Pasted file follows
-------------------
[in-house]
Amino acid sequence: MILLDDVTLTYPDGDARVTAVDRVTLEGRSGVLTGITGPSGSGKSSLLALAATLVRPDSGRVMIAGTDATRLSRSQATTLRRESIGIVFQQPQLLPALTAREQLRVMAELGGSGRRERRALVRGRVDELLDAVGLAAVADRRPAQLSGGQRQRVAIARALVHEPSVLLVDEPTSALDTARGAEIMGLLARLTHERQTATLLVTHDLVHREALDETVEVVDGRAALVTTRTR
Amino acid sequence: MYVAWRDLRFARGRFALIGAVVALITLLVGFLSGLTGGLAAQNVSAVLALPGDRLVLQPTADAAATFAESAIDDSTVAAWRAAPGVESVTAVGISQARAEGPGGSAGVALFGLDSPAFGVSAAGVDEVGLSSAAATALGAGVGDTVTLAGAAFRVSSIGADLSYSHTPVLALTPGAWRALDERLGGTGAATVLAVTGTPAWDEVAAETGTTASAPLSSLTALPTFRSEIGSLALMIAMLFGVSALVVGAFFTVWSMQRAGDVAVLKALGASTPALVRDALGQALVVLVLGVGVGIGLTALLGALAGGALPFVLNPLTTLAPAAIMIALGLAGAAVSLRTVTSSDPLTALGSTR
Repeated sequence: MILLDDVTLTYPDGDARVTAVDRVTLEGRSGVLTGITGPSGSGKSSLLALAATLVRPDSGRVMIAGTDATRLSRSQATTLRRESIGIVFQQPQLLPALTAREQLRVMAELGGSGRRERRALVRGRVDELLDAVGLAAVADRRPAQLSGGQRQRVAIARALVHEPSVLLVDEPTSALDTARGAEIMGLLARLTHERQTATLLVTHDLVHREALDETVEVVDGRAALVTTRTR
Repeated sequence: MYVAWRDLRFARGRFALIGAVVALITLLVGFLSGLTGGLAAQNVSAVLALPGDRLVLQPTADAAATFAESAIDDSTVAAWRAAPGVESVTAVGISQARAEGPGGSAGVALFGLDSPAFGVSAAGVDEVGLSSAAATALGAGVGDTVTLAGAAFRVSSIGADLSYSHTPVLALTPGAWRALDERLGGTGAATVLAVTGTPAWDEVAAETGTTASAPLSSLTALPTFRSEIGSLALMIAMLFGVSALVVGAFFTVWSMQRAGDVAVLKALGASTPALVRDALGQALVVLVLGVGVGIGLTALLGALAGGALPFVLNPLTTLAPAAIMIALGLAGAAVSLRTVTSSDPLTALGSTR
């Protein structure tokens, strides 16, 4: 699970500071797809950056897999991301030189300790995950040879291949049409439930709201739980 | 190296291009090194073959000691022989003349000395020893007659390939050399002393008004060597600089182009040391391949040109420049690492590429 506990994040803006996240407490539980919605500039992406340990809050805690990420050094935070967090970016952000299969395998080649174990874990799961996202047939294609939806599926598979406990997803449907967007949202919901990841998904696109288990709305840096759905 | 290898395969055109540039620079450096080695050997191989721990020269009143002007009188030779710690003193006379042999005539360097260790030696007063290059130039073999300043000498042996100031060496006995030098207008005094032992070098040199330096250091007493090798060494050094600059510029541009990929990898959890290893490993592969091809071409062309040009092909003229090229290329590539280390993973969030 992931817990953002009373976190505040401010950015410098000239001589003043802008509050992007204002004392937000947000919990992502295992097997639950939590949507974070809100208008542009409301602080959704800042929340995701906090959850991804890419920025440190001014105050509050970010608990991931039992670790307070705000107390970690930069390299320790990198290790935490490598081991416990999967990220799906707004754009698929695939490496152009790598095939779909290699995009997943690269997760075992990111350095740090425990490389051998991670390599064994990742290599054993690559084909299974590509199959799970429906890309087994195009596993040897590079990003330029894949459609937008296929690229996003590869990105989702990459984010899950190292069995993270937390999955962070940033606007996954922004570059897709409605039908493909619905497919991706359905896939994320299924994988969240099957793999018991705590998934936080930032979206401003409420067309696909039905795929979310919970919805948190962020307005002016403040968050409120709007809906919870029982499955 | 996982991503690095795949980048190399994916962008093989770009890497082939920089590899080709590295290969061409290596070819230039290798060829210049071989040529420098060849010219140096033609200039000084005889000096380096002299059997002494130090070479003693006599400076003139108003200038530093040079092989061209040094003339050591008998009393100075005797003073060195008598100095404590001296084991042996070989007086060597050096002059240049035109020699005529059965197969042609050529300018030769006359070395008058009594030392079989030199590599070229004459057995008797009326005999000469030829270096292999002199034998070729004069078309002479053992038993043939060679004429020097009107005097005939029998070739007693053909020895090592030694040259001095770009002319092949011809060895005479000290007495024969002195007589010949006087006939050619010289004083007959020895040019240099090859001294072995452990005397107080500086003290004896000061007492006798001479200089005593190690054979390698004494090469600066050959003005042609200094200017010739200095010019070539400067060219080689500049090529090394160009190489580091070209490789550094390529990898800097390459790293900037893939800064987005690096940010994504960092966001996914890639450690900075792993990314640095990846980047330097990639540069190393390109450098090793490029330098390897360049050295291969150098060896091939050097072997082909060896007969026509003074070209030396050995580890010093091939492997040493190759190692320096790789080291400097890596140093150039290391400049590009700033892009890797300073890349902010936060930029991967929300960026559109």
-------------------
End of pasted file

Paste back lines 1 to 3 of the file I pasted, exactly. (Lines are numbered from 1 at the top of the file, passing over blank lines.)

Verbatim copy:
[in-house]
Amino acid sequence: MILLDDVTLTYPDGDARVTAVDRVTLEGRSGVLTGITGPSGSGKSSLLALAATLVRPDSGRVMIAGTDATRLSRSQATTLRRESIGIVFQQPQLLPALTAREQLRVMAELGGSGRRERRALVRGRVDELLDAVGLAAVADRRPAQLSGGQRQRVAIARALVHEPSVLLVDEPTSALDTARGAEIMGLLARLTHERQTATLLVTHDLVHREALDETVEVVDGRAALVTTRTR
Amino acid sequence: MYVAWRDLRFARGRFALIGAVVALITLLVGFLSGLTGGLAAQNVSAVLALPGDRLVLQPTADAAATFAESAIDDSTVAAWRAAPGVESVTAVGISQARAEGPGGSAGVALFGLDSPAFGVSAAGVDEVGLSSAAATALGAGVGDTVTLAGAAFRVSSIGADLSYSHTPVLALTPGAWRALDERLGGTGAATVLAVTGTPAWDEVAAETGTTASAPLSSLTALPTFRSEIGSLALMIAMLFGVSALVVGAFFTVWSMQRAGDVAVLKALGASTPALVRDALGQALVVLVLGVGVGIGLTALLGALAGGALPFVLNPLTTLAPAAIMIALGLAGAAVSLRTVTSSDPLTALGSTR